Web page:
Walking the Fine Line Between C Corporations vs. S Corporations:
Federal Taxation

Corporation Word Represents Business
C corporations and S corporations are similar. However, there are subtle differences in what restrictions exist for each kind of corporation.

A “plain corporation,” a business that has been chartered by a state and require no changes after incorporation, is a C corporation. C corps will stay this way as long as these conditions are continued. If the shareholders of a C corporation seek special tax treatment (aka “pass-through taxation”) with the IRS (through filing Form 2553), an S Corporation is born.

To transform a C corporation into an S corporation, the form can be filed at any time and most states will recognize the change for state purposes once the IRS has accepted it. There are, however, some states that require corporations to file Elections within the state as well.

Granted, you can benefit from delaying the S election by allowing ample time get the input of your accountant, attorney and/or tax advisor.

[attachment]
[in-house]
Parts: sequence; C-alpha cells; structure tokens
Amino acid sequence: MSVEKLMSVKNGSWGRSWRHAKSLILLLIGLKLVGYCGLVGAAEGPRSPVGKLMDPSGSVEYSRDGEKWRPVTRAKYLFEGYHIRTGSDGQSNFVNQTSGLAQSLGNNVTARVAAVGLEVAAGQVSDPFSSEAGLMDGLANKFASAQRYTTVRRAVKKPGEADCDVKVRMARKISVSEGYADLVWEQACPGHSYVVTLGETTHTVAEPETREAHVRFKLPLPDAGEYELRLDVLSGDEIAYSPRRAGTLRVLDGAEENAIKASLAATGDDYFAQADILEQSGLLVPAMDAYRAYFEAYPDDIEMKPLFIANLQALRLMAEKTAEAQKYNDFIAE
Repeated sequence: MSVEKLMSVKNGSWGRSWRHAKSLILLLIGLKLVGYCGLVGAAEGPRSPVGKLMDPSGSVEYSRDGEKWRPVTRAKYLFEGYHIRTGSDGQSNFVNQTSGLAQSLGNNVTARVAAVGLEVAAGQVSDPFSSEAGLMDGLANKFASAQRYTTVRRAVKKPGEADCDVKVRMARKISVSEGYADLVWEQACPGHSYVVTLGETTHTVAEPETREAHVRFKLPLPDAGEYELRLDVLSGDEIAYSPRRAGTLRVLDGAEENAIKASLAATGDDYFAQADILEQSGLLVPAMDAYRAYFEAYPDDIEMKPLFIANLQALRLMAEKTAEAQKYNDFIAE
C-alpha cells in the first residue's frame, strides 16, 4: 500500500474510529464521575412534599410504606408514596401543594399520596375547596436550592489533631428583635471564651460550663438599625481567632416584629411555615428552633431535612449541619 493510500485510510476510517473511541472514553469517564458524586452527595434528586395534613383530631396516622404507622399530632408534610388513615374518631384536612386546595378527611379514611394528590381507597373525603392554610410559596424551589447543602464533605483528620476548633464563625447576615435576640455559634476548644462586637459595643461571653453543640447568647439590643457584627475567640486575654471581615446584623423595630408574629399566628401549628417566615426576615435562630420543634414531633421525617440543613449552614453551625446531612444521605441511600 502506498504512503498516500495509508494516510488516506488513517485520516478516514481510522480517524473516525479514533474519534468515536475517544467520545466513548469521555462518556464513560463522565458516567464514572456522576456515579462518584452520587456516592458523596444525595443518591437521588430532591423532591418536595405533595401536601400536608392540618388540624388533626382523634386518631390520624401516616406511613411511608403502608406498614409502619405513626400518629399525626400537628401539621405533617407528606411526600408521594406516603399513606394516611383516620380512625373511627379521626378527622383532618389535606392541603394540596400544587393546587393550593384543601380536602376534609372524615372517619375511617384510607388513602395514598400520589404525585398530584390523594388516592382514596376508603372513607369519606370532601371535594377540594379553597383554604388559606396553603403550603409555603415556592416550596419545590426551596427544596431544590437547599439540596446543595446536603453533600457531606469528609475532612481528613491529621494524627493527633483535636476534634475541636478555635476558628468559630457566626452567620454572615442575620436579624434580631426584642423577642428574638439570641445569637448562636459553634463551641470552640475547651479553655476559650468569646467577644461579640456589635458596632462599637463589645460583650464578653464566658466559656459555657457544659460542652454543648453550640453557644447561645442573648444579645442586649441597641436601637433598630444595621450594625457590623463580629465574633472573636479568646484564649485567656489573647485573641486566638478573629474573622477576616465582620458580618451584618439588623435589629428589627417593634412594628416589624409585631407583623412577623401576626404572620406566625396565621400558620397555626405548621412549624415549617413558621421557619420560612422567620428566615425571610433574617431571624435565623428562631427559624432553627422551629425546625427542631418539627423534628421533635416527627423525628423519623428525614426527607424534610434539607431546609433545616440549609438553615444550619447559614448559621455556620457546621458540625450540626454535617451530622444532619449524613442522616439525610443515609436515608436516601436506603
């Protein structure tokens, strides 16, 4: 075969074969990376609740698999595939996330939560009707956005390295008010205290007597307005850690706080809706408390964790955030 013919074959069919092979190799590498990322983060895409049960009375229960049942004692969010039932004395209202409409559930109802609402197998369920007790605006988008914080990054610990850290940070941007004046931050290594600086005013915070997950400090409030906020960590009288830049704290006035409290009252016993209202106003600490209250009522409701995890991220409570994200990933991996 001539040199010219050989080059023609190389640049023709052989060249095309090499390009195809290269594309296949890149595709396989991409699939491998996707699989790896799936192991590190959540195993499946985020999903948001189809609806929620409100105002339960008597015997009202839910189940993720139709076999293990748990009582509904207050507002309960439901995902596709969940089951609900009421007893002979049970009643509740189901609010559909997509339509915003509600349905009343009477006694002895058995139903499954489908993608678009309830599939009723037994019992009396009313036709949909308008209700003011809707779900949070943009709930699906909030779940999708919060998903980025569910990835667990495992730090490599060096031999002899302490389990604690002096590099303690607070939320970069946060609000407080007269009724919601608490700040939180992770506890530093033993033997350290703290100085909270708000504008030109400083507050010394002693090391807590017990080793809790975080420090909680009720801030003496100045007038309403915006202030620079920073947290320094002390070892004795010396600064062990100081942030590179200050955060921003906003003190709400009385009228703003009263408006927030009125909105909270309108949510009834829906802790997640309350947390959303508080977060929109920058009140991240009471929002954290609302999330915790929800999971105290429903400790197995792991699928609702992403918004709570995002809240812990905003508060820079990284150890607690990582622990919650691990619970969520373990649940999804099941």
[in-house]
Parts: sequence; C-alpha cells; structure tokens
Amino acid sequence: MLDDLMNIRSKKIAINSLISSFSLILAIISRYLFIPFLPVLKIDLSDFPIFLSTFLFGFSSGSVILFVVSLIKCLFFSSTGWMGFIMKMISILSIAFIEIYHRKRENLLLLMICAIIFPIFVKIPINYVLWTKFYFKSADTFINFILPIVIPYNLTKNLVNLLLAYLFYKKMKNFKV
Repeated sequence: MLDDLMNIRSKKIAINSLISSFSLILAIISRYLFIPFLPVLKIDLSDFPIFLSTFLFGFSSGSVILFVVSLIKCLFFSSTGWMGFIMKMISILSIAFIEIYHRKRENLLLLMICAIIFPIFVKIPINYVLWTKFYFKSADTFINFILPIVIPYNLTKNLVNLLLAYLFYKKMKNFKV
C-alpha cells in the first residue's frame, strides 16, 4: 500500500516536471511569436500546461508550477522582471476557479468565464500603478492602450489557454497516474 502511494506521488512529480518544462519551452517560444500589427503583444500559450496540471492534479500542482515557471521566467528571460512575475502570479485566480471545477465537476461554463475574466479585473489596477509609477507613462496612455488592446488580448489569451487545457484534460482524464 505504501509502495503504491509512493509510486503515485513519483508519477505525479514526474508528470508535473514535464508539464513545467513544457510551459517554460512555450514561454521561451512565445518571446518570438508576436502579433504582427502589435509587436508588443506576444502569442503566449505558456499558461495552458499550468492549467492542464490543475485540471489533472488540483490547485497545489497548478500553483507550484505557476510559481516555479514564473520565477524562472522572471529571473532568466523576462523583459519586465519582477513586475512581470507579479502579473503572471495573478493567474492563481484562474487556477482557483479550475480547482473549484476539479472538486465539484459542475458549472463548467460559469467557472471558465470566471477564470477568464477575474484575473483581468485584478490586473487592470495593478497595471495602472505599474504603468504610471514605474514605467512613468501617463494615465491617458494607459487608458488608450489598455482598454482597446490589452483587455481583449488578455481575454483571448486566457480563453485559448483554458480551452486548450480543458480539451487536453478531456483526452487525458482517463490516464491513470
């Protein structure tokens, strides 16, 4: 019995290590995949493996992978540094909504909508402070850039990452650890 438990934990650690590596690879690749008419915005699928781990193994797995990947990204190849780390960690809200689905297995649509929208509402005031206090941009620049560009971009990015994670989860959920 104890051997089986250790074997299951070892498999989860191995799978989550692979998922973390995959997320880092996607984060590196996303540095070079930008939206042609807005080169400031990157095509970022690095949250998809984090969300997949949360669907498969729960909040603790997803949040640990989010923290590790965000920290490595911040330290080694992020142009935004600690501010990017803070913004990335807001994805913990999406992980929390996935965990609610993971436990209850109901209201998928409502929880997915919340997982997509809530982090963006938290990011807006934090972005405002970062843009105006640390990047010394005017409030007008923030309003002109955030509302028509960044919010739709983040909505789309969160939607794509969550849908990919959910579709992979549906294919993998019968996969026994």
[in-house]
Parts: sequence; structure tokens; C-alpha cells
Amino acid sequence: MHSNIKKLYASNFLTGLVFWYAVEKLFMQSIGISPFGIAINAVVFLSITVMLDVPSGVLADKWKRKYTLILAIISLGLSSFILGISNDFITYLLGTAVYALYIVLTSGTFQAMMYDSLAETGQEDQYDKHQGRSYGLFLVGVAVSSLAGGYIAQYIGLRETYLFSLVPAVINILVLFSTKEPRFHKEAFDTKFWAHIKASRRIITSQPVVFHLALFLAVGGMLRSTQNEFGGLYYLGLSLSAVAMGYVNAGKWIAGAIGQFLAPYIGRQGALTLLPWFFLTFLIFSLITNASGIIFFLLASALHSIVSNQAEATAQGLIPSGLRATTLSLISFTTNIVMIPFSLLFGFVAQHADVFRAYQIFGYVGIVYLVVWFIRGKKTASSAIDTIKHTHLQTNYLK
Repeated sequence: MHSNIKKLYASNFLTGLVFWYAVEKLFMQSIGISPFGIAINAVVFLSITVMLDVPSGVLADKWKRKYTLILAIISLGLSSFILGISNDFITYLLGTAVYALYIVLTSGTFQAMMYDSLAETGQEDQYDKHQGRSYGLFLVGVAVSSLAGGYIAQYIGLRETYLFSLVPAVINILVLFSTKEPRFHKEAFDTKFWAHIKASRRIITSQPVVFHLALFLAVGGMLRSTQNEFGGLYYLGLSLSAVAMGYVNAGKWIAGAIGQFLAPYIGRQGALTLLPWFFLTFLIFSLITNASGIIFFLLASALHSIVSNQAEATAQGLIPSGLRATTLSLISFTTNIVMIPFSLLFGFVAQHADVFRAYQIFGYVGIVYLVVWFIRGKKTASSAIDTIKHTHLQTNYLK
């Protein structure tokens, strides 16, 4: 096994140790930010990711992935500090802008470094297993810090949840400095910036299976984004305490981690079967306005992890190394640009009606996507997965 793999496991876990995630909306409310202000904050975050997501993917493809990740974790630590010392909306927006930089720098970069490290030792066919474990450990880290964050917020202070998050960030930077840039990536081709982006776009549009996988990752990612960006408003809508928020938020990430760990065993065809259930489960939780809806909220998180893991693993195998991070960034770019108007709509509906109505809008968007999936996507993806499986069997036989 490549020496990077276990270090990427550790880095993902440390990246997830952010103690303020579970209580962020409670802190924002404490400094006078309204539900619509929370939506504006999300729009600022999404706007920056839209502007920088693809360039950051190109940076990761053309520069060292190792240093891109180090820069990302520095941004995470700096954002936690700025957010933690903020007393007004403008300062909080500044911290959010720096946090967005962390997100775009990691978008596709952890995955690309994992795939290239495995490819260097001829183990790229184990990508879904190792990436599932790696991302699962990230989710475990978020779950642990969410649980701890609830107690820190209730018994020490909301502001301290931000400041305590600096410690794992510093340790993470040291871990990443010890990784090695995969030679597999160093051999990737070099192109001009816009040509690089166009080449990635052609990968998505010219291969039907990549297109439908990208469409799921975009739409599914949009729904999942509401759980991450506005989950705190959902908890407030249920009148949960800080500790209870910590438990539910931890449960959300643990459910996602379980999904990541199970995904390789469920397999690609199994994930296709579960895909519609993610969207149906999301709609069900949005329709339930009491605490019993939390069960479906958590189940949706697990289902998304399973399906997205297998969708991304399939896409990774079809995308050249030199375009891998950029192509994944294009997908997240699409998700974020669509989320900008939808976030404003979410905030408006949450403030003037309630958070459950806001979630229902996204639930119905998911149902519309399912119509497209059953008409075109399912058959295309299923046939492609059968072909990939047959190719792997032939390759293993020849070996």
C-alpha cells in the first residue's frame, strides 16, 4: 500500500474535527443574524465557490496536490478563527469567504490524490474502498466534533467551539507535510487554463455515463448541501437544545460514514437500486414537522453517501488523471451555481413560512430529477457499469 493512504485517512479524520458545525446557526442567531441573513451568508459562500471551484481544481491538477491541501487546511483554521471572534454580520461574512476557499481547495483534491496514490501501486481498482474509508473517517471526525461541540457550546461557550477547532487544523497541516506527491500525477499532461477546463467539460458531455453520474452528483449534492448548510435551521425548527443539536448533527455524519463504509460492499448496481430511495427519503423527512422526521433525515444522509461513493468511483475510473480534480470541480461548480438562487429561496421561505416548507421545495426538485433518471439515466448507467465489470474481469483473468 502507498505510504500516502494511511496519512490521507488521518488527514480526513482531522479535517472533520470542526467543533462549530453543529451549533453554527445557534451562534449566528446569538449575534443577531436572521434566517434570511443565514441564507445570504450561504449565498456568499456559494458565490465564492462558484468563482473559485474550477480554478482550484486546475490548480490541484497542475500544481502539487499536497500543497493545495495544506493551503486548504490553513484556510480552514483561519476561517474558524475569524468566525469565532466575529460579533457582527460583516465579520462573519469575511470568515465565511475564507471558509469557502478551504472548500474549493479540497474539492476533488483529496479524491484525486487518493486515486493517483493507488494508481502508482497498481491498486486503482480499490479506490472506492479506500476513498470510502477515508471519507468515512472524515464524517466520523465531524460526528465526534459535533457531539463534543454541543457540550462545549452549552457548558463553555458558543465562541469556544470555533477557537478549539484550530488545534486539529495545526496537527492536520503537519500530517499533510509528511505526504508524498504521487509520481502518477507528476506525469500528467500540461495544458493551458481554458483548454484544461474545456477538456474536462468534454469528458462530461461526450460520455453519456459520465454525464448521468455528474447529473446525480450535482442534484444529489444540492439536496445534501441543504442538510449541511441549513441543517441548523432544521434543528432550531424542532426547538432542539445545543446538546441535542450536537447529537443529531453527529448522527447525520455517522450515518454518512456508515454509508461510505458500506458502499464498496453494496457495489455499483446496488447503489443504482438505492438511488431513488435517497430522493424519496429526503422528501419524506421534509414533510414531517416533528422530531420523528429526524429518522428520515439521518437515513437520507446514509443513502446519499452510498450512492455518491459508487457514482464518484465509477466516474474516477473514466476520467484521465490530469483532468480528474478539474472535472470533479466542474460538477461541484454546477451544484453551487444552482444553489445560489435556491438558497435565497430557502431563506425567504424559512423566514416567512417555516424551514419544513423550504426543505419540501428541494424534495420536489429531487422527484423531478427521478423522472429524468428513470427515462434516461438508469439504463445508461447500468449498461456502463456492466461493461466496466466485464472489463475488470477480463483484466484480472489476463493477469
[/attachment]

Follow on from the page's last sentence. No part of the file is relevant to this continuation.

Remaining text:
If, after you’ve formed an S corporation, you feel it’s not in your best interest, don’t fear. You can always revert to being a C corporation as long as you request the change with the IRS and agree to keep the December 31 fiscal year that S corporations run on. Additionally, the Corporation must stay a C for at least 5 years.

One difference between C and S corporations is the way they handle federal taxes.

Federal Taxation of C Corps vs. S Corps

C corporations are taxed as separate entities and required to report their gains and losses with a corporate tax return. Through this, the corporation handles the corporate taxes on profits and the shareholders are free from this payment. The shareholders are only required to pay on what they are paid by the corporation.

However, if shareholders are issued dividends, they are required to indicate the dividend as income when they pay their personal taxes. S corporations are free from this charge.

Additionally, S Corporations must file informational K-1 tax returns if they have over one shareholder; however, the Corp itself is not required to pay income taxes. Nevertheless, the shareholders must claim their profits when they file their individual tax returns. The shareholders, however, can offset with their losses on their tax returns.

This is just one aspect of S and C Corporations. Many others can be found by reading MaxFilings’ article: Differences between C Corporations & S Corporations.

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